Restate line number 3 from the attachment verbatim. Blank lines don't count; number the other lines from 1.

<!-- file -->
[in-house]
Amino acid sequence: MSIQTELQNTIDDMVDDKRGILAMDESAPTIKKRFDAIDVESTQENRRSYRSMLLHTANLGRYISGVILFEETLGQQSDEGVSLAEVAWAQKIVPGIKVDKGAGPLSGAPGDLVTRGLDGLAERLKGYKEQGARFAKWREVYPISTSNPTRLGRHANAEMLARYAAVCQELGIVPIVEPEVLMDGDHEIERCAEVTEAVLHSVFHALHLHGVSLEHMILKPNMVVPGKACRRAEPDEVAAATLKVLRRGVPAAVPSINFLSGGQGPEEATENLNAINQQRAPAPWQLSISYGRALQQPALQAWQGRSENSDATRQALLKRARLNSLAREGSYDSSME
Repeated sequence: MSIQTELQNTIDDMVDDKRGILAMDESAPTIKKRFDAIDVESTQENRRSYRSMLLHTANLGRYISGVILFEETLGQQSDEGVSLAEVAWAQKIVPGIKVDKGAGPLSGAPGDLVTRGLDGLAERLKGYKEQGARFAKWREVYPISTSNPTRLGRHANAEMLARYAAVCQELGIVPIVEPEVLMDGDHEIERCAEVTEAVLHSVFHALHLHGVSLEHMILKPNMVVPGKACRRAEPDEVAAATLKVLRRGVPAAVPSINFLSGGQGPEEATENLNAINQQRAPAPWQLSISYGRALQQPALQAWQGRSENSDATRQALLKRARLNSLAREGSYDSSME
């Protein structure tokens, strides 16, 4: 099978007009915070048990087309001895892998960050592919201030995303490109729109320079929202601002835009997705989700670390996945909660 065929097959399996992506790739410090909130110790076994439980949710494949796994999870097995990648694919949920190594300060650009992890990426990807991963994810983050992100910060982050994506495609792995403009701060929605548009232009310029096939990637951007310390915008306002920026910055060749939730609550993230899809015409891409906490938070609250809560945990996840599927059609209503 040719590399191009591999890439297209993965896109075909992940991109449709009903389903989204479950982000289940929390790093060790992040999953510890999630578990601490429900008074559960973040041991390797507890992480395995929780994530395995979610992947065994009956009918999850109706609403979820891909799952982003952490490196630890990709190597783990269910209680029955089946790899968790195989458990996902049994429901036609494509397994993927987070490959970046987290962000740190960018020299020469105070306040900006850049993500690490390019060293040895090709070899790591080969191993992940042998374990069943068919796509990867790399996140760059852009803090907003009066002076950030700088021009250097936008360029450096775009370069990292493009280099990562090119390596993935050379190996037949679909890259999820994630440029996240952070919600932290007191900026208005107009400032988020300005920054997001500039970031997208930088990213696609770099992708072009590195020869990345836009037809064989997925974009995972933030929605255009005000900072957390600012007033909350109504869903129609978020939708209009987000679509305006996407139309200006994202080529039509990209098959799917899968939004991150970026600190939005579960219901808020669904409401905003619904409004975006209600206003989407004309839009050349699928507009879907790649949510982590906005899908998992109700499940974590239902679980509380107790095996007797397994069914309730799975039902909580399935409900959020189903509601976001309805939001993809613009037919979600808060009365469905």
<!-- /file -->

Repeated sequence: MSIQTELQNTIDDMVDDKRGILAMDESAPTIKKRFDAIDVESTQENRRSYRSMLLHTANLGRYISGVILFEETLGQQSDEGVSLAEVAWAQKIVPGIKVDKGAGPLSGAPGDLVTRGLDGLAERLKGYKEQGARFAKWREVYPISTSNPTRLGRHANAEMLARYAAVCQELGIVPIVEPEVLMDGDHEIERCAEVTEAVLHSVFHALHLHGVSLEHMILKPNMVVPGKACRRAEPDEVAAATLKVLRRGVPAAVPSINFLSGGQGPEEATENLNAINQQRAPAPWQLSISYGRALQQPALQAWQGRSENSDATRQALLKRARLNSLAREGSYDSSME